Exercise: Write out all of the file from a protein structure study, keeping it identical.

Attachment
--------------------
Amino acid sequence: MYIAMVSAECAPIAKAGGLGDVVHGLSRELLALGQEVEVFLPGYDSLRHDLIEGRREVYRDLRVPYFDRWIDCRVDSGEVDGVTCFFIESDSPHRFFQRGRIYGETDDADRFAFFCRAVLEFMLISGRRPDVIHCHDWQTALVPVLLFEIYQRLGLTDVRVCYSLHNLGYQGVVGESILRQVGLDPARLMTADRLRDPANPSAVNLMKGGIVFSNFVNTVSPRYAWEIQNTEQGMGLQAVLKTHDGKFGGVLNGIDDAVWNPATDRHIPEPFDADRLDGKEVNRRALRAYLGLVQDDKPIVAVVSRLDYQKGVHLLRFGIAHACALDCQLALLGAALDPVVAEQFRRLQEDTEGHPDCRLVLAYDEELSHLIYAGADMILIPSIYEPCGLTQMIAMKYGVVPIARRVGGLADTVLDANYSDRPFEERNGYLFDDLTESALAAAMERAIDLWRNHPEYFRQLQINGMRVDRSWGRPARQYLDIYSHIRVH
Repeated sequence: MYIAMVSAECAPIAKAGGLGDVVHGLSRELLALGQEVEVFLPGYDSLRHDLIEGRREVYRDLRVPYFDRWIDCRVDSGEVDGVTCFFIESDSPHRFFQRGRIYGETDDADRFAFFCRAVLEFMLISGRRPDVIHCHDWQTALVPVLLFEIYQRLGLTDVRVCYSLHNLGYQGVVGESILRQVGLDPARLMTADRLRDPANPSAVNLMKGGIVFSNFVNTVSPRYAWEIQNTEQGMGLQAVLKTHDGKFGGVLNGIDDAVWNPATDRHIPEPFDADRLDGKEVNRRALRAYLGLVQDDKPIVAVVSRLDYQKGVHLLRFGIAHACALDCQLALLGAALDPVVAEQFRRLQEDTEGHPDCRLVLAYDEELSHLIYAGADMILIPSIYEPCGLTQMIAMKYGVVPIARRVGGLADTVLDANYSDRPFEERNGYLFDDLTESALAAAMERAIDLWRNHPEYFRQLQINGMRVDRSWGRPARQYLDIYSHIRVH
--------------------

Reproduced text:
Amino acid sequence: MYIAMVSAECAPIAKAGGLGDVVHGLSRELLALGQEVEVFLPGYDSLRHDLIEGRREVYRDLRVPYFDRWIDCRVDSGEVDGVTCFFIESDSPHRFFQRGRIYGETDDADRFAFFCRAVLEFMLISGRRPDVIHCHDWQTALVPVLLFEIYQRLGLTDVRVCYSLHNLGYQGVVGESILRQVGLDPARLMTADRLRDPANPSAVNLMKGGIVFSNFVNTVSPRYAWEIQNTEQGMGLQAVLKTHDGKFGGVLNGIDDAVWNPATDRHIPEPFDADRLDGKEVNRRALRAYLGLVQDDKPIVAVVSRLDYQKGVHLLRFGIAHACALDCQLALLGAALDPVVAEQFRRLQEDTEGHPDCRLVLAYDEELSHLIYAGADMILIPSIYEPCGLTQMIAMKYGVVPIARRVGGLADTVLDANYSDRPFEERNGYLFDDLTESALAAAMERAIDLWRNHPEYFRQLQINGMRVDRSWGRPARQYLDIYSHIRVH
Repeated sequence: MYIAMVSAECAPIAKAGGLGDVVHGLSRELLALGQEVEVFLPGYDSLRHDLIEGRREVYRDLRVPYFDRWIDCRVDSGEVDGVTCFFIESDSPHRFFQRGRIYGETDDADRFAFFCRAVLEFMLISGRRPDVIHCHDWQTALVPVLLFEIYQRLGLTDVRVCYSLHNLGYQGVVGESILRQVGLDPARLMTADRLRDPANPSAVNLMKGGIVFSNFVNTVSPRYAWEIQNTEQGMGLQAVLKTHDGKFGGVLNGIDDAVWNPATDRHIPEPFDADRLDGKEVNRRALRAYLGLVQDDKPIVAVVSRLDYQKGVHLLRFGIAHACALDCQLALLGAALDPVVAEQFRRLQEDTEGHPDCRLVLAYDEELSHLIYAGADMILIPSIYEPCGLTQMIAMKYGVVPIARRVGGLADTVLDANYSDRPFEERNGYLFDDLTESALAAAMERAIDLWRNHPEYFRQLQINGMRVDRSWGRPARQYLDIYSHIRVH